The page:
Hitting Snooze And Your Sleepadmin
Lightning fast reflexes when the alarm goes off in the morning is something all of us have. However, most of us hit snooze to squeeze in those few extra minutes of blissful sleep rather than actually waking up. Those few extra minutes, are they really all that blissful or are they actually sabotaging the entire day?
Hitting the snooze button repeatedly, trains our minds to recognise the alarm as a ‘just a few more minutes’ sound, rather than recognising it as the “get out of bed” tone. In reality, hitting the snooze and getting those few extra minutes won’t make you any more rested. Instead, it can make it harder for you to wake up.
By hitting snooze we trick our body into thinking that it’s going back into sleep mode. This results in interference with the body’s natural sleep-wake cycle. Which just sets us up for more exhaustion throughout the day.
When the alarm goes off repeatedly, your body and brain are confused. Resulting in the foggy feeling, sleep inertia. Sleep inertia is the feeling of incomplete awakening and grogginess that reduces your ability to perform even simple tasks. It typically lasts 15-30 minutes, but it can last as long as 4 hours. During this time, you are most likely to make mistakes doing even well known routine actions like driving or cooking.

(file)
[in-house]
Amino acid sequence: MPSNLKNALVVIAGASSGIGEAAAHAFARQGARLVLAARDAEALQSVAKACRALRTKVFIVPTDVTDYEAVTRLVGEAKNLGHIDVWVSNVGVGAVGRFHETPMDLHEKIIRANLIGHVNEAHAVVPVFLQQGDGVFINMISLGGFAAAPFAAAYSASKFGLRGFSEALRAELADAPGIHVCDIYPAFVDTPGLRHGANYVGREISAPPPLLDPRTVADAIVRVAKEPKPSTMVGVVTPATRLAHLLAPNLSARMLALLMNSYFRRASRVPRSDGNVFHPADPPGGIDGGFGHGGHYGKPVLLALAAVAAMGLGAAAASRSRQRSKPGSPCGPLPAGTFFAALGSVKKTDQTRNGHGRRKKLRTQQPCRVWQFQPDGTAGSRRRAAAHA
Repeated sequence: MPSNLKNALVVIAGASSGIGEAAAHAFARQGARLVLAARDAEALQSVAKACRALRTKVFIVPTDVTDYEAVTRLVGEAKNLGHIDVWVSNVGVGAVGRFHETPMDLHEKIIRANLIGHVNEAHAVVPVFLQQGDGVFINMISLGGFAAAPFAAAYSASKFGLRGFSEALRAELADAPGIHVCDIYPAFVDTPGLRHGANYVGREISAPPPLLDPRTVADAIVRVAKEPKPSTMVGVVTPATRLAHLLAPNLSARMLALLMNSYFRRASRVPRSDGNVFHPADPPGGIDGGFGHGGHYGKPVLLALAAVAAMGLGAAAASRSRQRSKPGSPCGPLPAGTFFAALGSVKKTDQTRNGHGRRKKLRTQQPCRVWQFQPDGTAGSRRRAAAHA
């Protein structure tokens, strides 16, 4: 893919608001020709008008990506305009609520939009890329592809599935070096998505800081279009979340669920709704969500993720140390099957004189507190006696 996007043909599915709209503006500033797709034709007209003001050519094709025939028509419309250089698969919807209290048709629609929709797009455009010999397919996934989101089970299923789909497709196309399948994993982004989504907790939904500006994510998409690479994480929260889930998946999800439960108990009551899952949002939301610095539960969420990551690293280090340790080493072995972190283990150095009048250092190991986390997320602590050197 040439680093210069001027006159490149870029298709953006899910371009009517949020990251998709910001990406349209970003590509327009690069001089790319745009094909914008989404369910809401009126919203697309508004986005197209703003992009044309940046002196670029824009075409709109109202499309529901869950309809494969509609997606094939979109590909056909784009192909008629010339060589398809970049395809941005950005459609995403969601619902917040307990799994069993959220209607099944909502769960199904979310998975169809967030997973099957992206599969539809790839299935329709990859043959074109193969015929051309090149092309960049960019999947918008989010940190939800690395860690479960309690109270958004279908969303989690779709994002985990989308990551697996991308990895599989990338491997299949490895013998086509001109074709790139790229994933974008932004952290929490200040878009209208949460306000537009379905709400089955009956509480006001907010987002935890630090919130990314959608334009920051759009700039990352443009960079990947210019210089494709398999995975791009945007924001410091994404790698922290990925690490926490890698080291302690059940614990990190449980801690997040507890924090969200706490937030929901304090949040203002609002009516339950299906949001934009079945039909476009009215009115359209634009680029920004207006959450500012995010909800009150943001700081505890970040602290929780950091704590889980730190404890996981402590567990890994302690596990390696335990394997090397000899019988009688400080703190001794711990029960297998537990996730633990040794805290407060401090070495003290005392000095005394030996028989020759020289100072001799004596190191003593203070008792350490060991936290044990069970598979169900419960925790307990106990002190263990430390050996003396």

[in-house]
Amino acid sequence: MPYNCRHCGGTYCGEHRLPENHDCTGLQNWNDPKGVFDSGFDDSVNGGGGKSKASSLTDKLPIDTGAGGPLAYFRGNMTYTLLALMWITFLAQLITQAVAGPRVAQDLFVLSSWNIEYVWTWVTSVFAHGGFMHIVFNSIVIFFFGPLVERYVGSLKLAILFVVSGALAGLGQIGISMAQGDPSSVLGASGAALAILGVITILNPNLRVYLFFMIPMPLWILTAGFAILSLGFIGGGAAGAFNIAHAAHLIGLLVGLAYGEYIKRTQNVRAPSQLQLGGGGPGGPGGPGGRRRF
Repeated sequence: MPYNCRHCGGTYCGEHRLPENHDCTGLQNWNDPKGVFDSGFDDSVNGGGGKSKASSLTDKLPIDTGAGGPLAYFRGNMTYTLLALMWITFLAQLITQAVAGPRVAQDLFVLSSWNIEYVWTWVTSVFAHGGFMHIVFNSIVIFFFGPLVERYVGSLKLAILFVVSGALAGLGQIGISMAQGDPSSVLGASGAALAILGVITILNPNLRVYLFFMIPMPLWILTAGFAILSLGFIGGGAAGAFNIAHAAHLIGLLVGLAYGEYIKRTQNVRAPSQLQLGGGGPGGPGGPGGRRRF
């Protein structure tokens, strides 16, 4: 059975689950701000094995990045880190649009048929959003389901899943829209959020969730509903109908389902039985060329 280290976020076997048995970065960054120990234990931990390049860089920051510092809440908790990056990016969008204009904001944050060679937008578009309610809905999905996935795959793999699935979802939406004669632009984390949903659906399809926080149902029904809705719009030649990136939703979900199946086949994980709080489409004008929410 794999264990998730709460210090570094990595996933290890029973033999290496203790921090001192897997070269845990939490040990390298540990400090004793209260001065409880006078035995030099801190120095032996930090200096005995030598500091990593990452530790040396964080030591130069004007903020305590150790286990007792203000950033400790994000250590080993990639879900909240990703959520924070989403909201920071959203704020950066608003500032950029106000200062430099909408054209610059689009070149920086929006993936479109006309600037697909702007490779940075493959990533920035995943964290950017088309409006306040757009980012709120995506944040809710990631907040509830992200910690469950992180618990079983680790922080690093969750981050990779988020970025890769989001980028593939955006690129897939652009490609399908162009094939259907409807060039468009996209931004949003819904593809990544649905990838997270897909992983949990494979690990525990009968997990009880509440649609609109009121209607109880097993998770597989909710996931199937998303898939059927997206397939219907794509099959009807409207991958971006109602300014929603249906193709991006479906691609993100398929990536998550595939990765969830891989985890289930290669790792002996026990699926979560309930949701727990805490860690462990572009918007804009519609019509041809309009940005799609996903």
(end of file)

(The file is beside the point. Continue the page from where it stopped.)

Despite its popularity, snoozing creates a vicious cycle. The more you make a habit out of hitting snooze, the likelier you are to confuse your brain and your internal body clock. Plus, that ‘extra sleep’ is fragmented, so you’re not getting the intended benefits from it.
Stop setting an earlier than needed alarm and building in the snooze time before actually waking. Rather, set your alarm for the last possible moment before you need to wake up, and then wake up. Hitting snooze for those extra five/ten minutes in the morning is not worth sacrificing your entire day of productivity, clear thinking and energy.
A few ways to chase away the foggy feeling each morning:
- try exposing yourself to blue light by opening curtains or sit in a really brightly lit room.
- Spend 20 minutes looking at a digital device like a phone, tablet or laptop.
- Use the SleepSpec Blue Light Simulator for 20 minutes to flood your eyes with brain waking blue light.
How much time do you ‘snooze’ each day?